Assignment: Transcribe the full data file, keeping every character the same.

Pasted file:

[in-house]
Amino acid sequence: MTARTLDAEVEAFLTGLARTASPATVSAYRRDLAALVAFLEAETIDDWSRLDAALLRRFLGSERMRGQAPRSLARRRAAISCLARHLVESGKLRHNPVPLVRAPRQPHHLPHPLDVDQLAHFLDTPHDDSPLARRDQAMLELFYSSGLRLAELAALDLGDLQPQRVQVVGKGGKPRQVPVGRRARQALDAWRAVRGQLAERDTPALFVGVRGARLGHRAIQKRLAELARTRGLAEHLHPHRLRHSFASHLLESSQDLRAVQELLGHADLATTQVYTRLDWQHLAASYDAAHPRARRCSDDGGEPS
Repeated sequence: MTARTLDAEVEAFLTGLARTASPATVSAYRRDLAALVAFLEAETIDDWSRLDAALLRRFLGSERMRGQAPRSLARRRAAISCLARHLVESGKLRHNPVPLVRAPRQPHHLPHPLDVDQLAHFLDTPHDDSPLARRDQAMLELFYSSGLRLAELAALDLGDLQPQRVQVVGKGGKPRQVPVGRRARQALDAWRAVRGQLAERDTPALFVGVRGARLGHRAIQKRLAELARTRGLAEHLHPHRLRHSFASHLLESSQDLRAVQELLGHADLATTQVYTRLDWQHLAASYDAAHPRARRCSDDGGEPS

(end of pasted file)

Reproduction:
[in-house]
Amino acid sequence: MTARTLDAEVEAFLTGLARTASPATVSAYRRDLAALVAFLEAETIDDWSRLDAALLRRFLGSERMRGQAPRSLARRRAAISCLARHLVESGKLRHNPVPLVRAPRQPHHLPHPLDVDQLAHFLDTPHDDSPLARRDQAMLELFYSSGLRLAELAALDLGDLQPQRVQVVGKGGKPRQVPVGRRARQALDAWRAVRGQLAERDTPALFVGVRGARLGHRAIQKRLAELARTRGLAEHLHPHRLRHSFASHLLESSQDLRAVQELLGHADLATTQVYTRLDWQHLAASYDAAHPRARRCSDDGGEPS
Repeated sequence: MTARTLDAEVEAFLTGLARTASPATVSAYRRDLAALVAFLEAETIDDWSRLDAALLRRFLGSERMRGQAPRSLARRRAAISCLARHLVESGKLRHNPVPLVRAPRQPHHLPHPLDVDQLAHFLDTPHDDSPLARRDQAMLELFYSSGLRLAELAALDLGDLQPQRVQVVGKGGKPRQVPVGRRARQALDAWRAVRGQLAERDTPALFVGVRGARLGHRAIQKRLAELARTRGLAEHLHPHRLRHSFASHLLESSQDLRAVQELLGHADLATTQVYTRLDWQHLAASYDAAHPRARRCSDDGGEPS